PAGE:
A note from Elspeth Brown on the study of positive affects in producing commodity relations.
Several of us involved with The Photographic Situation—myself, Thy Phu, Shawn Michelle Smith, and Ann Cvetkovich—have just returned from the American Studies Association annual meeting in Puerto Rico, where we collaborated with Laura Wexler on a roundtable concerning ‘photography, affect, and empire.’ In my short presentation, I wanted to think through how positive affects—love, longing, desire—are central to the history of U.S. market empires, and the role photography has played in producing the “look of love” in commodity relations. A lot of the excellent writing on affect and photography has focused on negative affects and/or political violence, such as Thy’s work on the S-21 photographs, Shawn’s work on lynching, Laura’s work on U.S. imperialism in the Phillipines, or Ann’s recent work on depression. This work is inspirational and indispensable. Yet the history of the U.S. has been, historically, as much about market hegemony as it has been about military violence and the colonization of peoples. For an empire built on market relations more than on sovereignty, U.S. business culture has required a different affective register, one based on the positive affects of desire, longing, and aspiration, as well as the violence of military rule. So in my ten minutes, I wanted to highlight the dystopic side of the ‘positive affects’ in producing and sustaining U.S. market empires, and the essential role photography has played in smuggling in imperial market relations through the Trojan horse of commodity pleasure.
And to complicate my scenario still further, I want to think about how queer relationality has been central to the production and maintenance of U.S. market empires. My examples are drawn from the history of fashion photography, which has been a queer industry since Baron de Meyer was hired as the first paid staff photographer for Conde Nast in 1917. Specifically, in the ASA presentation, I focused on the work of George Platt Lynes in the late 1930s and 1940s, when he was making two main bodies of work: fashion photographs for Conde Nast and Harper’s Bazaar, and gay male nudes for private circulation among friends and queer kinship networks. My presentation concerned the relationship between these two sets of images, in the effort to think though the dystopic aspects of the positive affects when tied to strategies of soft empire: the international garment trade.
To launch our new blog, Sharon Sliwinski (University of Western Ontario and member of the project steering committee) writes about the conceptual framework which informs the network’s thinking about the question of photography.
1. The photographic situation is a conceptual framework that defines photography as much more than a technology for producing pictures. As Ariella Azoulay has made forcefully evident, photography should rather be understood as an event that mediates relationships between people. Its ontology is, therefore, political.
2. The photographic situation is playing an increasingly significant role in mediating relationships between people. As Walter Benjamin proposed, photography is just one of the technologies of mechanical reproduction that revolutionized the masses’ modes of perception. The advent of digital photography marks another, exponential increase in the ways in which people interact with the photographic situation. Its political significance, in other words, has expanded over time.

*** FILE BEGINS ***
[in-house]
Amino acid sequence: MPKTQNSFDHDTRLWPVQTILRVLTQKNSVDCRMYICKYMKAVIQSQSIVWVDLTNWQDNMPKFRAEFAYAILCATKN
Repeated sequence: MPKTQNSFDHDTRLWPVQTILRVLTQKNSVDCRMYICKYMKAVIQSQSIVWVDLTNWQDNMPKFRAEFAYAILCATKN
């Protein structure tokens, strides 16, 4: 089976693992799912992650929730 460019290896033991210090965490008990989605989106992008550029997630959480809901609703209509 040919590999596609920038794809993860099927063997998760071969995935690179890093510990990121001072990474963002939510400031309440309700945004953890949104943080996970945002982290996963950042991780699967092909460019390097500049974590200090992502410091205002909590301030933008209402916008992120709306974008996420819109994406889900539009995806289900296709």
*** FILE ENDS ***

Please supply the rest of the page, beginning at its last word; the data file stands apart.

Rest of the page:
3. The photographic situation can be imagined as comprising at least three spheres, but it cannot be reduced to the sum of its parts: a) the photographer (the professional photographer, the state official, the layperson, the citizen journalist, the human rights worker, etc.); b) the spectator (the consumer, the citizen, the “world spectator” (Arendt), etc.); c) the “photographed subject” which can refer to any number of things: i) photographs themselves (whether documentary, art, science, advertising, vernacular images, etc.) as well as their various avenues of circulation and use. Photographs can be circulated and recirculated, but they can also be destroyed, withheld, and so on; ii) the referent – that piece of external reality (object or event) that the photograph presumes to re-present; iii) those events that “photography” sets in motion which do not necessarily result in a photograph (images that were not taken, for instance, or even simply descriptions of photographs, which in themselves can carry force).
4. There is much more to the photographic situation than can be seen in any given image.
5. The event of photography can produce a strongly affective situation. The emotions, feelings, and affects that are produced in the photographic situation should themselves be considered events. But the emotional situation is unpredictable, incalculable, and can reverse into its opposite (i.e. lynching photographs circulated both as tools of terrorism and as emblems of resistance to this form of political violence).
6. The various participants in the photographic situation usually do not have an equal role. However, no one individual or institution can clearly claim control or mastery of the photographic situation. In part, this is because photography, as Walter Benjamin noted, is marked by the presence of das Es, the unconscious, or simply “It.” Benjamin’s description of the “optical unconscious” suggests on one hand that the potential for photographic vision has not been exhausted (Blossfeldt’s enlargements, medical imaging, surveillance, etc.), but more radically that this force will belie any effort to master the event of photography: “It” shows.
7. The photographic situation is based on the circulation of images and pictures. These images and pictures can be translated into speech acts but images and words carry different modes and powers of signification. It is an act of translation to bring images to speech.